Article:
They spent the whole day in training and finished it with a bit of recreating.  They created a rope swing from the long line they had set up across the bottom pool.  Mark gave it a go first and got a nasty rope burn.  A knot was added to the rope and all was good. 

Life is good.

Sunday, August 10, 2014

Week 31

A fairly calm week and then a whirlwind weekend.  Still on the road heading home as I finger type this on my iphone.

Mark worked off the ranch part of the week and fought more thistles and hauled more hay on the ranch.  

I got the privilege of introducing our friends' 11year old grandson to horses.  He ended up coming out to the ranch 3 times to ride.   We had fun.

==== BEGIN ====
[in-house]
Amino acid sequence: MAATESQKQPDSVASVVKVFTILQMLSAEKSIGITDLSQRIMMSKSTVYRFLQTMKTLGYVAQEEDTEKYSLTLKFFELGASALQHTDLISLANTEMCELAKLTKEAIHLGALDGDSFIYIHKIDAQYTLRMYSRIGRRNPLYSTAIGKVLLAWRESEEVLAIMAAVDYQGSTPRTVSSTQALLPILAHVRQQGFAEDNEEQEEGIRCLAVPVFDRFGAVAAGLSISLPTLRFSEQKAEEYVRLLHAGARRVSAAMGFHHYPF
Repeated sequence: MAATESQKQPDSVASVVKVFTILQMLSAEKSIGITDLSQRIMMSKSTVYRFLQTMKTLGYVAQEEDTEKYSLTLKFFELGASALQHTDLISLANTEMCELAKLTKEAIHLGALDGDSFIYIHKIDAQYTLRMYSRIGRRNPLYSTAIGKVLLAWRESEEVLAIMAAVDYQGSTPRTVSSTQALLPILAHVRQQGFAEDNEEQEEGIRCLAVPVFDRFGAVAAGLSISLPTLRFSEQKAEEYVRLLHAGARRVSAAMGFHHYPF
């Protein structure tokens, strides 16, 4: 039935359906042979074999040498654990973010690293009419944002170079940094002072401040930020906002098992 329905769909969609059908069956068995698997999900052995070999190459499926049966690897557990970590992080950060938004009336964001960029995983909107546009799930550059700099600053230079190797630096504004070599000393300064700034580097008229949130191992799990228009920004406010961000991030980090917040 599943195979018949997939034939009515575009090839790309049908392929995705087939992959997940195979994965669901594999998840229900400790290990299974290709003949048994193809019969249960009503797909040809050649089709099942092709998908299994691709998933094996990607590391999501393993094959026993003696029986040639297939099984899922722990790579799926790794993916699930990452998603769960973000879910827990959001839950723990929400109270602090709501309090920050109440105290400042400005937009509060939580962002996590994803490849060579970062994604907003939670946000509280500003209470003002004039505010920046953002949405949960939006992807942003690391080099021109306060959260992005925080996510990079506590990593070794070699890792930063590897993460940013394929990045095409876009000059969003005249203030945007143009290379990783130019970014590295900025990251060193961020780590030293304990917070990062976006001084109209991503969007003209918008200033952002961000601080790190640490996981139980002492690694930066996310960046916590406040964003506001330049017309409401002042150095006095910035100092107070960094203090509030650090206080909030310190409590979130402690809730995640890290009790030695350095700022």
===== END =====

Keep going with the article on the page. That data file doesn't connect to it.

We also got invited to his family's lobster feast overnighted from Maine.  I'm allergic but Mark sure enjoyed them.

Some of the sunsets this past week were exceptional because of all the fires raging in the area.

Mark had Friday off and our weekend began. 

Left our home early Friday morning with a coastal fog river blowing through.

Heading south on the 101 we entered thick smoke from the Lodge fire.  Oh boy, the acrid smell brought back bitter memories of the fire on the ranch in 2003. We toured through the wine country and across farmland to my sister's place near Sacramento.   We had a fun filled Friday with her and her husband. 

Saturday had us heading up to Lake Tahoe to do a shuttle service for backpacking friends.  The mountains were lovely and the conversation sweet.

After dropping them off at their car at Ebbetts Pass, we drove down the mountains and eventually into the small, historic town of Jamestown where we browsed the shops and did a wine tasting.